“The Government’s main emphasis should shift to housing of this kind‚ which the private sector – and not the State – should be responsible for building. The private sector would also have a clear interest in building such housing or in revamping existing structures for housing purposes‚ if millions of South Africans were to be given housing vouchers to spend exclusively on meeting their housing needs.
“Under this new approach‚ the Government’s role in delivery would largely revolve around the speedy identification and release of state and municipal land suitable for these new housing developments.”
As part of this‚ Government should stream-line and fast-track land re-zoning and town planning processes. “Housing development must no longer be held up for three years or more‚ as is commonly the case‚ by continued incapacity within the public service.”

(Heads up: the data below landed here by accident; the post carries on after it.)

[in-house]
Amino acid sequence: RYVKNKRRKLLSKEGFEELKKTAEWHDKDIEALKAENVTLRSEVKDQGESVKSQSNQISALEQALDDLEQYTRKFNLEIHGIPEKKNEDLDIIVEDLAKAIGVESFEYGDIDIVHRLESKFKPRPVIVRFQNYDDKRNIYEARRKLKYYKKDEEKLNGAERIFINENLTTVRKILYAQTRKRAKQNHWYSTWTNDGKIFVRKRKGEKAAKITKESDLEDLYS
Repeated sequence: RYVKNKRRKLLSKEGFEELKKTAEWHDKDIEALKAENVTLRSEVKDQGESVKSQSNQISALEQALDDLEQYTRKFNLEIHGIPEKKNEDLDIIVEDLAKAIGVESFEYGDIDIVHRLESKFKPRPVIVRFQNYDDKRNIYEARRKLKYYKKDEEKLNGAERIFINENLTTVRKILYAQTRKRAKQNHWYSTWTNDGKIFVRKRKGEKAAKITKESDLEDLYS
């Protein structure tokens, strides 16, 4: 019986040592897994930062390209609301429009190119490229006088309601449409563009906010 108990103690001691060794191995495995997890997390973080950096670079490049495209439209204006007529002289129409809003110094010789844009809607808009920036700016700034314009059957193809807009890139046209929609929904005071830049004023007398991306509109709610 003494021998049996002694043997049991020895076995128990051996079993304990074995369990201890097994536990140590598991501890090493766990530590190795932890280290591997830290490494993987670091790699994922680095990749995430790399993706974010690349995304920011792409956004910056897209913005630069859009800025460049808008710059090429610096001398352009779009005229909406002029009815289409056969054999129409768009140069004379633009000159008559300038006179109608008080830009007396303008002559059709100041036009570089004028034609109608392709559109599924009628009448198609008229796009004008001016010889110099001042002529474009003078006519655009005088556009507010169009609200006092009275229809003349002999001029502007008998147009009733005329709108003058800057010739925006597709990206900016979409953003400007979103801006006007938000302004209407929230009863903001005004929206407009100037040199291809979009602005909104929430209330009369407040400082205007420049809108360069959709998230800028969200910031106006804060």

Explaining how the housing voucher system could work‚ practically‚ the IRR proposed:
- If the vouchers went to South Africans between the ages of 25 and 35‚ at a value of R800 a month‚ or R9‚600 a year‚ and each recipient continued to receive this voucher for ten years‚ each beneficiary would receive close on R100‚000. A couple who pooled their money would receive nearly R200‚000 over a decade.
- This amount could be topped up by their own earnings‚ which means a couple earning R5‚000 a month could devote R1‚000 of that to housing. Over ten years‚ this additional amount would boost their housing budget to close on R320‚000. “Such sums would help substantially in empowering people to build or improve their own homes‚ or obtain and pay down mortgage bonds.”
The proposed voucher option would be slightly less costly than the present system. Due to its simplicity‚ the IRR says‚ “it is also likely to be much more efficient – and much more effective in stimulating housing supply”.
With a payment system in place through the vouchers‚ it notes‚ the private sector would be encouraged to build more terrace houses or apartment blocks‚ or to revamp existing structures for housing purposes. Beneficiaries would also find it easier to gain mortgage finance‚ which could further stimulate new housing developments.